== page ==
Jodorowsky’s Dune Review

Within Frank Pavich’s documentary, Jodorowsky’s Dune, director Nicholas Winding Refn entertains a strong idea. How would the modern blockbuster and the Hollywood shape look had Alejandro Jodorowsky’s vision for Dune been a successful creation? Audiences may have seen a completely different pace and style to the big-budget, science-fiction classics shaped by Star Wars just a few years after Jodorowsky’s vision petered out. There were, one of the many talking heads of Jodorowsky’s Dune points out, far too many big ideas within the original Dune vision. Ideas that Star Wars director George Lucas wouldn’t have dreamed of putting in his prequel series, let alone the original outings. But that, like many of the other improvements and interesting facts within this documentary, is one of the many reasons Jodorowsky’s Dune was doomed to failure.

Ambitious and creative that vision may have been, the hindsight of acceptance falls heavy on the shoulders of the great director. Jodorowsky was in pole position for a brilliant, large project. His work on El Topo was the right level of colourful transcendence that could offer the science-fiction genre a new layer of detail or influence. Would Jodorowsky have succeeded in places Lucas failed? Perhaps, but Jodorowsky’s Dune is keen to gloss over not just the failures that were already lingering over his proposed adaptation but the futility of trying to think up a conceivable way of entertaining alternative futures where Jodorowsky had been a large success with an even bigger vision. Pavich has the workings sorted, though, it is at least interesting to see this mindset explore the realms of possibility, comparing what is perceived in cinema now with what, at the time, was an impossibility.

Pavich has an interesting story on his hands, one that the eponymous director is keen to discuss. Surprisingly unphased at times by the death of his dream, Jodorowsky has had time to muse on and understand why his vision was not a success. It was not that he didn’t have a plan, but that he had planned too much. Overambitious, perhaps, for a stage of technology nowhere close to perfecting the littered designs and big-scale ideas Jodorowsky had. If anything, Pavich’s angle that we should be nostalgic for what we never received is rather touching, and it seems that is how Jodorowsky has made his peace. A dream that was crushed and battered, changed and lost to Star Wars and the hell of it all that followed.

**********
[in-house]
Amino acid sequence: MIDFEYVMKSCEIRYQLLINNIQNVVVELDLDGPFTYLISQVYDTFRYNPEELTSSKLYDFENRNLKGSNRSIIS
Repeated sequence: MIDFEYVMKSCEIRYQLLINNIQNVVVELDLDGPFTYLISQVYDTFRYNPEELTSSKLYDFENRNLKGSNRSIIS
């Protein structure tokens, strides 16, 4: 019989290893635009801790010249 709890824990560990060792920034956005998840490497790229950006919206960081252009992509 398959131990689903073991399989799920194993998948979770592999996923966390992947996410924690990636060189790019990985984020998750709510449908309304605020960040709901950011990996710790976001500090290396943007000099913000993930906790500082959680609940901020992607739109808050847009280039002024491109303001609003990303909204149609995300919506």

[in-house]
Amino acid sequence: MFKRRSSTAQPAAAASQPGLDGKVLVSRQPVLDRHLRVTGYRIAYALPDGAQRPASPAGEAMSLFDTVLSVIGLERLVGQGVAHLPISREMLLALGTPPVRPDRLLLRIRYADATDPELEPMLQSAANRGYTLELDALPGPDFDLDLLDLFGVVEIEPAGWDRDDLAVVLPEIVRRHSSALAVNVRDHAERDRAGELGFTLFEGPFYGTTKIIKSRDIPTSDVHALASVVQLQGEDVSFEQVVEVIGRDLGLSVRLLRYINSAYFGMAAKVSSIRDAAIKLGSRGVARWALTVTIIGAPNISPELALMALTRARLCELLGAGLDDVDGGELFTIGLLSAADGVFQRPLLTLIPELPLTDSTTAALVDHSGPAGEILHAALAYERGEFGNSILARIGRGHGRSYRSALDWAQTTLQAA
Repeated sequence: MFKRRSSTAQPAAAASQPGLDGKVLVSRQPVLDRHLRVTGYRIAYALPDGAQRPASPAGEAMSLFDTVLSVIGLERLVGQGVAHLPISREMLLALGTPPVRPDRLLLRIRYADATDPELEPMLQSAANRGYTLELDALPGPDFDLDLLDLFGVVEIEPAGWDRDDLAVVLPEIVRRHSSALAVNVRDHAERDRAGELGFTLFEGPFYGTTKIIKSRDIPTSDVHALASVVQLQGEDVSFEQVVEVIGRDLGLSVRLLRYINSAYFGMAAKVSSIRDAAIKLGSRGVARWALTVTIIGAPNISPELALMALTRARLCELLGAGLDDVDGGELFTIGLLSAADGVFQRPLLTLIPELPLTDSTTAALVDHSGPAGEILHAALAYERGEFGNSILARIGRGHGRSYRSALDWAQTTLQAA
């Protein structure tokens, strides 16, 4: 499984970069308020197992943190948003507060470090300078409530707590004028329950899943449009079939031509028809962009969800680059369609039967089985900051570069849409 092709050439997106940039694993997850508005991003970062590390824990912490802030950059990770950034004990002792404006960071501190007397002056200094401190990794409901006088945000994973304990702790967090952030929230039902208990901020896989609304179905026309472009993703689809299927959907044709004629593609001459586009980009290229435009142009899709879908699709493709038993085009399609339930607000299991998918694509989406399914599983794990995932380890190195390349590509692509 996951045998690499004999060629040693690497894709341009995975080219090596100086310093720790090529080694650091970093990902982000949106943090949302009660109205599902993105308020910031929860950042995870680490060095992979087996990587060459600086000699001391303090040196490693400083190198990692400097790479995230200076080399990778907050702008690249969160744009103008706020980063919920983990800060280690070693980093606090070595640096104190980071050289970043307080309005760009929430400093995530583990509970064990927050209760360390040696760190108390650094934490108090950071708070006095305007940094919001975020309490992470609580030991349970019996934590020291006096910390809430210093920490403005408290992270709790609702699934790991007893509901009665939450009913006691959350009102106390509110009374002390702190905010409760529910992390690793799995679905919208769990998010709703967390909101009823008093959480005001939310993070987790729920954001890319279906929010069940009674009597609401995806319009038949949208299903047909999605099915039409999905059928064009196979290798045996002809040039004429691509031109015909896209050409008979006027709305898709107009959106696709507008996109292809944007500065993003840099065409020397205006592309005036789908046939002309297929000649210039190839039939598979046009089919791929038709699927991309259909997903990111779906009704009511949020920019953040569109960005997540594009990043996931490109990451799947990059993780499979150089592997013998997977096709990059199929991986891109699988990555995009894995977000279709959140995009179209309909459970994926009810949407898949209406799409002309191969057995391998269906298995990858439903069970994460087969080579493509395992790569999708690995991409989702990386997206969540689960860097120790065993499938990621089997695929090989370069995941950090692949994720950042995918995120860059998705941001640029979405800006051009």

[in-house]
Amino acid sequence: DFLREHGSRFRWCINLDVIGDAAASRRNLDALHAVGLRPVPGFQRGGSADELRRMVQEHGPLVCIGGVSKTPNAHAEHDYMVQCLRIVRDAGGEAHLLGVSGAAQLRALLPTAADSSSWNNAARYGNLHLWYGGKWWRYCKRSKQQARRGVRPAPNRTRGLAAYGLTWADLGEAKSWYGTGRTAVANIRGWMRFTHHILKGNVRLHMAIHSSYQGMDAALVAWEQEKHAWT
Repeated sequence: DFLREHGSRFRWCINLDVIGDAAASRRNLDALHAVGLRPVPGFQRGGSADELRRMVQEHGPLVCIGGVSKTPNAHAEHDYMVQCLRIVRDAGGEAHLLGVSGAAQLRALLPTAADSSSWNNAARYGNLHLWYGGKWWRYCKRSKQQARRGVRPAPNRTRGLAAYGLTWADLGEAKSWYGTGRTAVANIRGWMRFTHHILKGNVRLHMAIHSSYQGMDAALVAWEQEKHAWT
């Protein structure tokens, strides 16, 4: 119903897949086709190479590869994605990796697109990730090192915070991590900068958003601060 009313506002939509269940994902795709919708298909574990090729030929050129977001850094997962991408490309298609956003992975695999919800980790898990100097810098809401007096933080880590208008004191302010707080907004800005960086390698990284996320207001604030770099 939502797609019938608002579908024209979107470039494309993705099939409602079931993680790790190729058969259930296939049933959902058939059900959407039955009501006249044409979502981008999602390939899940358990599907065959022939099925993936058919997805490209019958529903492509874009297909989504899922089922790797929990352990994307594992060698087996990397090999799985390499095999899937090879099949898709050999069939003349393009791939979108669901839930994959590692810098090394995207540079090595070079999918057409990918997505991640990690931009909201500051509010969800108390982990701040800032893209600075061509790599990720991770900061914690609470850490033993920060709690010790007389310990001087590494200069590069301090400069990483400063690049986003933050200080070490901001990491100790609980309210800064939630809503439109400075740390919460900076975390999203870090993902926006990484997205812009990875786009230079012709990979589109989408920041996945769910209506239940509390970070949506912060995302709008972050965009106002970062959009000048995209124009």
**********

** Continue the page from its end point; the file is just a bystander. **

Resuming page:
Thankfully, the dream lives on. Someone with more money than sense and an ill-placed belief in the wonders of Non-Fungible Tokens has overpaid for a copy of Dune artwork and, thanks to a poor understanding of copyright law, will now undertake an animated adaptation of the Frank Herbert classic. It is dispiriting and saddening to see that two great directors have put together strong casts and written up an adaptation as best they can for Herbert’s science-fiction masterclass, yet neither have successfully captured the scope or range of such a world. It may be that the best adaptation of Dune is the one audiences never saw. But all they can base their visions on are found in the sketches and recollections of old souls that had a love for the book and a keen desire to get it made. That would have been Jodorowsky’s Dune.

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